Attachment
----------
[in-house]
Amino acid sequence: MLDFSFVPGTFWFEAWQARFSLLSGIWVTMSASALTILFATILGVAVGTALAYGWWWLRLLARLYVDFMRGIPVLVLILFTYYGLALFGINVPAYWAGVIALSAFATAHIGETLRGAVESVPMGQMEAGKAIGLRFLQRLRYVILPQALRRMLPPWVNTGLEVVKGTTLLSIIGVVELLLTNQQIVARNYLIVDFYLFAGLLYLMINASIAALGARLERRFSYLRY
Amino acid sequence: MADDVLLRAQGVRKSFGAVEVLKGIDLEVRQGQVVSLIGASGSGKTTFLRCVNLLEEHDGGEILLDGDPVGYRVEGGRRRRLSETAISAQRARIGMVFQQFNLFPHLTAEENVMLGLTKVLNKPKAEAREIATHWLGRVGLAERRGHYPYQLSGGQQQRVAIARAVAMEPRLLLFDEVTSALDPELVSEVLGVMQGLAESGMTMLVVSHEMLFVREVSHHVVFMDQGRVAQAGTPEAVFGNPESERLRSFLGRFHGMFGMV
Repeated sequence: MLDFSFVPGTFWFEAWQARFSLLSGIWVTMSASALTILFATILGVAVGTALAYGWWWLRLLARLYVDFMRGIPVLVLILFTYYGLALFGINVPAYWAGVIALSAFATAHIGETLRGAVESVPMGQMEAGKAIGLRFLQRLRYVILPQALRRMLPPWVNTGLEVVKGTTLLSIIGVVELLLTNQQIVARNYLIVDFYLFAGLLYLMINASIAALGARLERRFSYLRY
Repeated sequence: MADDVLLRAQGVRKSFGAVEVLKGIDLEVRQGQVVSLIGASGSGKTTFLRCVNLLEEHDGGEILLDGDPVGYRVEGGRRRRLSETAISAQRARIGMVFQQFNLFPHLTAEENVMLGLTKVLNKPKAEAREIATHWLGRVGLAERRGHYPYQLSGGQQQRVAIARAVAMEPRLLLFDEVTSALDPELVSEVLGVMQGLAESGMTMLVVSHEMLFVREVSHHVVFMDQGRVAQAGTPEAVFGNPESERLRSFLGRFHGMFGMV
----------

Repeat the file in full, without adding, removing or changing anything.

[in-house]
Amino acid sequence: MLDFSFVPGTFWFEAWQARFSLLSGIWVTMSASALTILFATILGVAVGTALAYGWWWLRLLARLYVDFMRGIPVLVLILFTYYGLALFGINVPAYWAGVIALSAFATAHIGETLRGAVESVPMGQMEAGKAIGLRFLQRLRYVILPQALRRMLPPWVNTGLEVVKGTTLLSIIGVVELLLTNQQIVARNYLIVDFYLFAGLLYLMINASIAALGARLERRFSYLRY
Amino acid sequence: MADDVLLRAQGVRKSFGAVEVLKGIDLEVRQGQVVSLIGASGSGKTTFLRCVNLLEEHDGGEILLDGDPVGYRVEGGRRRRLSETAISAQRARIGMVFQQFNLFPHLTAEENVMLGLTKVLNKPKAEAREIATHWLGRVGLAERRGHYPYQLSGGQQQRVAIARAVAMEPRLLLFDEVTSALDPELVSEVLGVMQGLAESGMTMLVVSHEMLFVREVSHHVVFMDQGRVAQAGTPEAVFGNPESERLRSFLGRFHGMFGMV
Repeated sequence: MLDFSFVPGTFWFEAWQARFSLLSGIWVTMSASALTILFATILGVAVGTALAYGWWWLRLLARLYVDFMRGIPVLVLILFTYYGLALFGINVPAYWAGVIALSAFATAHIGETLRGAVESVPMGQMEAGKAIGLRFLQRLRYVILPQALRRMLPPWVNTGLEVVKGTTLLSIIGVVELLLTNQQIVARNYLIVDFYLFAGLLYLMINASIAALGARLERRFSYLRY
Repeated sequence: MADDVLLRAQGVRKSFGAVEVLKGIDLEVRQGQVVSLIGASGSGKTTFLRCVNLLEEHDGGEILLDGDPVGYRVEGGRRRRLSETAISAQRARIGMVFQQFNLFPHLTAEENVMLGLTKVLNKPKAEAREIATHWLGRVGLAERRGHYPYQLSGGQQQRVAIARAVAMEPRLLLFDEVTSALDPELVSEVLGVMQGLAESGMTMLVVSHEMLFVREVSHHVVFMDQGRVAQAGTPEAVFGNPESERLRSFLGRFHGMFGMV